We all read about the U.S. national debt, and whether we should be concerned that it's in the $12 trillion range these days. But the United States isn't the only country carrying a huge amount of debt. In fact, it seems that operating just about any country is a money losing proposition.

According to the CIA's Worldbank data, the majority of countries carry huge sums of national debt. And for most countries - although there are exceptions - that debt is constantly rising.

Look at Mexico: In 2000, the country had a $150.3 billion national debt. That's miniscule by U.S. standards, yes, but, like the United States, Mexico's debt is growing. Worldbank estimates that the country's national debt has risen to $189.4 billion in 2010.

And Mexico is far from alone: Poland's national debt has risen from $65.8 billion in 2000 to a much higher $185.2 billion in 2010. Hungary's debt has jumped from $29.5 billion to $134.7 billion during the same time, a rather large bump.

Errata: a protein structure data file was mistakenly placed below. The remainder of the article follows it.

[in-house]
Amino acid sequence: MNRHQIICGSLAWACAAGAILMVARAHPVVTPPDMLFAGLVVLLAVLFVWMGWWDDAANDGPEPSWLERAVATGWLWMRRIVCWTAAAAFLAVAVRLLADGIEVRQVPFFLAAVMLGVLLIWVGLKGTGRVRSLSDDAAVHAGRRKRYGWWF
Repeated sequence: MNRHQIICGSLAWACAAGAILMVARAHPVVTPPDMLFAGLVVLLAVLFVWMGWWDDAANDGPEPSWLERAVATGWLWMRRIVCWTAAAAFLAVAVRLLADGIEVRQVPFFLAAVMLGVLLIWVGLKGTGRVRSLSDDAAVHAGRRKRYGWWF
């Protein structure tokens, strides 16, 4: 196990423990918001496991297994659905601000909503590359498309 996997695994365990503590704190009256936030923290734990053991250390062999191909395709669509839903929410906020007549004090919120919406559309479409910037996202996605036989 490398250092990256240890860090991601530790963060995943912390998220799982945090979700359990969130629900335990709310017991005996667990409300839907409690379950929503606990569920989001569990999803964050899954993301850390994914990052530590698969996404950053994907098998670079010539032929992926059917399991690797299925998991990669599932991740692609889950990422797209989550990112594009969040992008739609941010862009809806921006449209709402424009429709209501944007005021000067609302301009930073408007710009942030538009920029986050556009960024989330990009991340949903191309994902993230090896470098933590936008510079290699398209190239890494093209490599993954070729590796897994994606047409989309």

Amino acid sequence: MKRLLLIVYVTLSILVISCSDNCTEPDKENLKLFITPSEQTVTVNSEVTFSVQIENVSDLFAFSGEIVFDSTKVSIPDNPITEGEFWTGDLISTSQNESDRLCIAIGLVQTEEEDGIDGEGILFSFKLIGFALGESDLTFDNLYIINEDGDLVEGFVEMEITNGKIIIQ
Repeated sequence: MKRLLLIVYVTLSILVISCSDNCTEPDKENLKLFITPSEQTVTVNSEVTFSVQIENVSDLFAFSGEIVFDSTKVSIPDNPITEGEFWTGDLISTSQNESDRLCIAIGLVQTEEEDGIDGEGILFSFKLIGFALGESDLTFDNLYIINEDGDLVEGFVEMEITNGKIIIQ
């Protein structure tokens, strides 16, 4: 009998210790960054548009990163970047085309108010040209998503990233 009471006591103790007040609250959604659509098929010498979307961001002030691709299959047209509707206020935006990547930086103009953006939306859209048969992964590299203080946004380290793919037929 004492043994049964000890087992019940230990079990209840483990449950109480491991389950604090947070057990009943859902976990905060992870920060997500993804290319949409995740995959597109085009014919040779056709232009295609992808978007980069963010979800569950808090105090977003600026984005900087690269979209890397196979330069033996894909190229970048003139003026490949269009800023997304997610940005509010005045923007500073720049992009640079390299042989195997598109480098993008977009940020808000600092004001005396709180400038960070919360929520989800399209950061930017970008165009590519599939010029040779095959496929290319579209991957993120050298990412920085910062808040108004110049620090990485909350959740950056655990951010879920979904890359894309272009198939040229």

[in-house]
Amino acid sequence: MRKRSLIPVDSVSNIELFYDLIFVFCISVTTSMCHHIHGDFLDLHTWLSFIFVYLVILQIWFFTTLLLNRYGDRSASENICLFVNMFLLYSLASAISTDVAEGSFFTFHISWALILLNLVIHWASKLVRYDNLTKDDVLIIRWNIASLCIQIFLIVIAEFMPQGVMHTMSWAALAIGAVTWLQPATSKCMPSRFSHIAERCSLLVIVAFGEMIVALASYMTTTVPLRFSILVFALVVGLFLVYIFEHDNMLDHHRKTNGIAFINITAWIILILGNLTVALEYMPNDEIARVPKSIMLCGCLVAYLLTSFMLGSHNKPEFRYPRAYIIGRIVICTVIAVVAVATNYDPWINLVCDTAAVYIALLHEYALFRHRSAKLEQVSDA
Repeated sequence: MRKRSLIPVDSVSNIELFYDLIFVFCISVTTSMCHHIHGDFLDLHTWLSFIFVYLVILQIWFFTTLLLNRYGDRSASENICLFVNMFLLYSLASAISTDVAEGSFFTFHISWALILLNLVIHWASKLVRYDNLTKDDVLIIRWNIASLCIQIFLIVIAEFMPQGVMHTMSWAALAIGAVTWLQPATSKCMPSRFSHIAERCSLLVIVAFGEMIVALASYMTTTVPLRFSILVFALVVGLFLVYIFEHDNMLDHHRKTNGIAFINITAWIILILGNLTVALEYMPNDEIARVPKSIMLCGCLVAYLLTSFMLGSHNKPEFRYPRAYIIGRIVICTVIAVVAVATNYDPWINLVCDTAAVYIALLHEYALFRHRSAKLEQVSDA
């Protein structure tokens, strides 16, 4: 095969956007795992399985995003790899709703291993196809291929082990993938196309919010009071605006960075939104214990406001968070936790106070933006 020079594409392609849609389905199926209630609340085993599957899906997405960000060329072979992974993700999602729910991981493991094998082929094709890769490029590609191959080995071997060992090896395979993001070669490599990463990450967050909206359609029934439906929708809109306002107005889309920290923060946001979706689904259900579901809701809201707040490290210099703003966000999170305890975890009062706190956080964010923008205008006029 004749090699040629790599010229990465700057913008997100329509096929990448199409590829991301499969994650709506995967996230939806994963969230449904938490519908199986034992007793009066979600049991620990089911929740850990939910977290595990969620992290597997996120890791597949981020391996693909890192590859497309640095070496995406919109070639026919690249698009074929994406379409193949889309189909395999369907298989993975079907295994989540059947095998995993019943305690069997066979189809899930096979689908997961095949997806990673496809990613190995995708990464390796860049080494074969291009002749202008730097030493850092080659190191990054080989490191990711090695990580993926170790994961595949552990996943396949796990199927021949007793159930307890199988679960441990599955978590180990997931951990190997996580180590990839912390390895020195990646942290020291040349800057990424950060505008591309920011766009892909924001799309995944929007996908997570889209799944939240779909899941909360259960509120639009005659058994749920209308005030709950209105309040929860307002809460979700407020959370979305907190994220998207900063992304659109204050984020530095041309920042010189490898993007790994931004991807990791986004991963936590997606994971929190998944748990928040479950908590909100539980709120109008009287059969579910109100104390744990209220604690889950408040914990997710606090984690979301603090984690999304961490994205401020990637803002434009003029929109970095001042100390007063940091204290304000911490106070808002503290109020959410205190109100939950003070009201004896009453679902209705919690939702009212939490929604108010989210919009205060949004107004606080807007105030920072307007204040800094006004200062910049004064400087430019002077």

Turkey, too, has seen its national debt soar. The country's debt stood at $117.3 billion in 2000, but is estimated to be at $310.6 billion now. In India, the national debt has risen from $99.1 billion in 2000 to an estimated $204.5 billion in 2010.

Not all countries, though, are adding to their debt. Some have managed to slash their debt over the years. Brazil has seen its national debt fall from $239.2 billion in 2000 to $232.3 billion in 2010. Argentina's national debt has dropped from a mark of $147.5 billion in 2000 to $132.7 billion today.

In all, though, most countries and regions have seen their national debts rise fairly steadily during the last decade. This might give some comfort to the people worried that the United States is growing its debt too quickly. Though to be fair to the critics, there is no country out there growing its debt quite as significantly as is the United States.

According to the U.S. Treasury Department, the U.S. total national debt has increased more than $500 billion each year since fiscal year 2003. This includes sky-high yearly increases of $1 trillion in fiscal year 2008 and $1.9 trillion in fiscal year 2009.

If the United States was a consumer, then, it would have long ago maxed out all of its credit cards.